Concerning the discrepancy in names over the centuries, the most probable explanation is that the original name Lulliacum or Lugniacum was later corrupted into Nulliacum / Nully by inversion of the consonants, perhaps under the influence of an old Celtic word meaning "swampy land, boggy land" (as was the land around Neuilly-sur-Seine in ancient times) which is found in the name of many French places anciently covered with water, such as Noue, Noë, Nouan, Nohant, etc. Or perhaps the consonants were simply inverted under the influence of the many settlements of France called Neuilly (a frequent place name whose etymology is completely different from the special case of Neuilly-sur-Seine).
Until the French Revolution, the settlement was often referred to as Port-Neuilly, but at the creation of French communes in 1790 the "Port" was dropped and the newly born commune was named simply Neuilly.
On 1 January 1860, the city of Paris was enlarged by annexing neighbouring communes. On that occasion, a part of the territory of Neuilly-sur-Seine was annexed by the city of Paris, and forms now the neighbourhood of Ternes, in the 17th arrondissement of Paris.
On 4 June 1878, a Synagogue was founded on Rue Ancelle, which is the oldest synagogue of Paris' suburbs.
On 2 May 1897, the commune name officially became Neuilly-sur-Seine (meaning "Neuilly upon Seine"), in order to distinguish it from the many communes of France also called Neuilly. Most people, however, continue to refer to Neuilly-sur-Seine as simply "Neuilly." During the 1900 Summer Olympics, it hosted the basque pelota events.
The American Hospital of Paris was founded in 1906.
The population data in the table and graph below refer to the commune of Neuilly-sur-Seine proper, in its geography at the given years. The commune of Neuilly-sur-Seine ceded part of its territory to the new commune of Levallois-Perret in 1866.
|Source: EHESS and INSEE (1968-2017)|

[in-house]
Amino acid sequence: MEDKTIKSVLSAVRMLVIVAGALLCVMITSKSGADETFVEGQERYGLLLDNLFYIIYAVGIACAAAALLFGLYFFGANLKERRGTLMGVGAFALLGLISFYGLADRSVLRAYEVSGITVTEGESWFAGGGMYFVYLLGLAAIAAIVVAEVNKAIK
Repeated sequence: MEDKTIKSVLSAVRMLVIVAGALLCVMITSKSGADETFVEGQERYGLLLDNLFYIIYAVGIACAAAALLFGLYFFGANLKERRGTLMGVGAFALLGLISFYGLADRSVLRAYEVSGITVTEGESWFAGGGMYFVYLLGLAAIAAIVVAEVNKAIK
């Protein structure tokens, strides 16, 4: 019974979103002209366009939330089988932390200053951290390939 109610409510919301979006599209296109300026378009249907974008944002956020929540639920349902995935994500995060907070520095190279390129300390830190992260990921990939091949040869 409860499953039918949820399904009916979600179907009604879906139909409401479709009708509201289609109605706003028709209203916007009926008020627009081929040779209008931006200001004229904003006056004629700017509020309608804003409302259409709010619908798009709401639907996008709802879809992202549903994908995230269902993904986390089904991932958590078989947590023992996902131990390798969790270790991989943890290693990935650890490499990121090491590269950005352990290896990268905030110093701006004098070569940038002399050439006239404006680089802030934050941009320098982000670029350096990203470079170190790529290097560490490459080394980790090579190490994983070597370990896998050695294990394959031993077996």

RATP Bus service includes the lines 43, 73, 82, 93, 157, 158, 163, 164, 174 
Night Bus lines include N11 and N24.
Located near France's main business district La Défense, Neuilly-sur-Seine also hosts several corporate headquarters: Bureau Veritas, Chanel, Marathon Media, JCDecaux, Thales Group, M6 Group, Sephora, PricewaterhouseCoopers France, Parfums Christian Dior (in 2019), Orangina France, Grant Thornton International France.
Public schools in Neuilly:
- Eight écoles maternelles (preschools): Achille Peretti, Charcot, Dulud, Gorce-Franklin, Michelis, Poissoniers, Roule, Saussaye
- Ten elementary schools: Charcot A, Charcot B, Gorce-Franklin, Huissiers, Poissoniers, Peretti, Michelis A, Michelis B, Saussaye A, and Saussaye B
- Two lower secondary schools: Collège André Maurois and Collège Théophile Gautier.
- Collège et Lycée Pasteur
- Lycée Saint-James
- Lycée professionnel Vassily kandinsky
Domestic private schools:
- École primaire Sainte-Croix
- École primaire Sainte-Marie
- École primaire Saint-Dominique
- École Saint-Pierre / Saint Jean
- Collège Saint-Pierre / Saint-Jean
- Collège et Lycée Sainte-Croix
- Collège et Lycée Sainte-Marie
- Collège et Lycée Saint-Dominique
- Lycée professionnel Georges Guérin
International private schools:
- Liceo Español Luis Buñuel, Spanish international secondary and baccalaureate school
- Marymount School, Paris, a Catholic, co-educational, day school for 2-14 year olds
- Université de Paris IV-Sorbonne CELSA
- Institut Européen des Affaires
- École supérieure de Santé
- Adrien Étienne Gaudez, French sculptor
- Ahmad Shah Qajar, the last king of Iran's Qajar dynasty
- Albert Uderzo, writer and illustrator (1927–2020)
- Allan Nyom, footballer
- Anaïs Nin, author and diarist, born in Neuilly-sur-Seine
- Anatole Litvak (1902–1974), filmmaker
- André Beaufre, French general
- Annie Fargé, actress, theatrical producer and manager. Died here.
- Aristotle Onassis died on 15 March 1975 at the American Hospital